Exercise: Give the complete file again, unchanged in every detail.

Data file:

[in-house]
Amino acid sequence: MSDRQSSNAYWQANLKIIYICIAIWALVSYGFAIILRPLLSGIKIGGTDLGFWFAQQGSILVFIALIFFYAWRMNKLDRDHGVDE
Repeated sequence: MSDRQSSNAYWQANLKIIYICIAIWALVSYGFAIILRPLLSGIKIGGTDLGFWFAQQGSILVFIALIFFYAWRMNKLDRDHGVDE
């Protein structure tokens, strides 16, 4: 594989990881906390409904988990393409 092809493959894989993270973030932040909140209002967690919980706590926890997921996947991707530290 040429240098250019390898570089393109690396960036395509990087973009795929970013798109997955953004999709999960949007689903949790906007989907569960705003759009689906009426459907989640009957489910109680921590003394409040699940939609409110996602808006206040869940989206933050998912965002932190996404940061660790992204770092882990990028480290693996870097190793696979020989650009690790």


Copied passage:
[in-house]
Amino acid sequence: MSDRQSSNAYWQANLKIIYICIAIWALVSYGFAIILRPLLSGIKIGGTDLGFWFAQQGSILVFIALIFFYAWRMNKLDRDHGVDE
Repeated sequence: MSDRQSSNAYWQANLKIIYICIAIWALVSYGFAIILRPLLSGIKIGGTDLGFWFAQQGSILVFIALIFFYAWRMNKLDRDHGVDE
């Protein structure tokens, strides 16, 4: 594989990881906390409904988990393409 092809493959894989993270973030932040909140209002967690919980706590926890997921996947991707530290 040429240098250019390898570089393109690396960036395509990087973009795929970013798109997955953004999709999960949007689903949790906007989907569960705003759009689906009426459907989640009957489910109680921590003394409040699940939609409110996602808006206040869940989206933050998912965002932190996404940061660790992204770092882990990028480290693996870097190793696979020989650009690790």